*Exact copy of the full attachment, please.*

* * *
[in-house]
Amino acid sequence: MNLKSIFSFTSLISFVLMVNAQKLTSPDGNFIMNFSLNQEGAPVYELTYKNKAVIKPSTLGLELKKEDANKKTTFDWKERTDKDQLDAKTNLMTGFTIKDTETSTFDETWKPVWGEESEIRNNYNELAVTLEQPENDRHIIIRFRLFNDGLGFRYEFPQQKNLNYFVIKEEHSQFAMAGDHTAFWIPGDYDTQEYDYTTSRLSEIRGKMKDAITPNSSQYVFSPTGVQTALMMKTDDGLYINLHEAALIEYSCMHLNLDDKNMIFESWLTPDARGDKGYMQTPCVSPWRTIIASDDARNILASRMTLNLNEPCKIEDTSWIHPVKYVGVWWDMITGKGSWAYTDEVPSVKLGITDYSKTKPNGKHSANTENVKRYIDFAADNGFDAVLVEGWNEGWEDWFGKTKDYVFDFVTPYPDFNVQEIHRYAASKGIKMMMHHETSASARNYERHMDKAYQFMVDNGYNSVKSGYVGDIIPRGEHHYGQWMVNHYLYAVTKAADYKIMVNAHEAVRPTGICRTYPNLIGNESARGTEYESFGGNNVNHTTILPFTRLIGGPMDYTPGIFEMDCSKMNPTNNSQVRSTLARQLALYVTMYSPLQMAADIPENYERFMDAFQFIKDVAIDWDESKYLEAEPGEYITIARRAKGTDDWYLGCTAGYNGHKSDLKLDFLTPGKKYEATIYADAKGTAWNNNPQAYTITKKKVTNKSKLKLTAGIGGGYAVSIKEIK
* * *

[in-house]
Amino acid sequence: MNLKSIFSFTSLISFVLMVNAQKLTSPDGNFIMNFSLNQEGAPVYELTYKNKAVIKPSTLGLELKKEDANKKTTFDWKERTDKDQLDAKTNLMTGFTIKDTETSTFDETWKPVWGEESEIRNNYNELAVTLEQPENDRHIIIRFRLFNDGLGFRYEFPQQKNLNYFVIKEEHSQFAMAGDHTAFWIPGDYDTQEYDYTTSRLSEIRGKMKDAITPNSSQYVFSPTGVQTALMMKTDDGLYINLHEAALIEYSCMHLNLDDKNMIFESWLTPDARGDKGYMQTPCVSPWRTIIASDDARNILASRMTLNLNEPCKIEDTSWIHPVKYVGVWWDMITGKGSWAYTDEVPSVKLGITDYSKTKPNGKHSANTENVKRYIDFAADNGFDAVLVEGWNEGWEDWFGKTKDYVFDFVTPYPDFNVQEIHRYAASKGIKMMMHHETSASARNYERHMDKAYQFMVDNGYNSVKSGYVGDIIPRGEHHYGQWMVNHYLYAVTKAADYKIMVNAHEAVRPTGICRTYPNLIGNESARGTEYESFGGNNVNHTTILPFTRLIGGPMDYTPGIFEMDCSKMNPTNNSQVRSTLARQLALYVTMYSPLQMAADIPENYERFMDAFQFIKDVAIDWDESKYLEAEPGEYITIARRAKGTDDWYLGCTAGYNGHKSDLKLDFLTPGKKYEATIYADAKGTAWNNNPQAYTITKKKVTNKSKLKLTAGIGGGYAVSIKEIK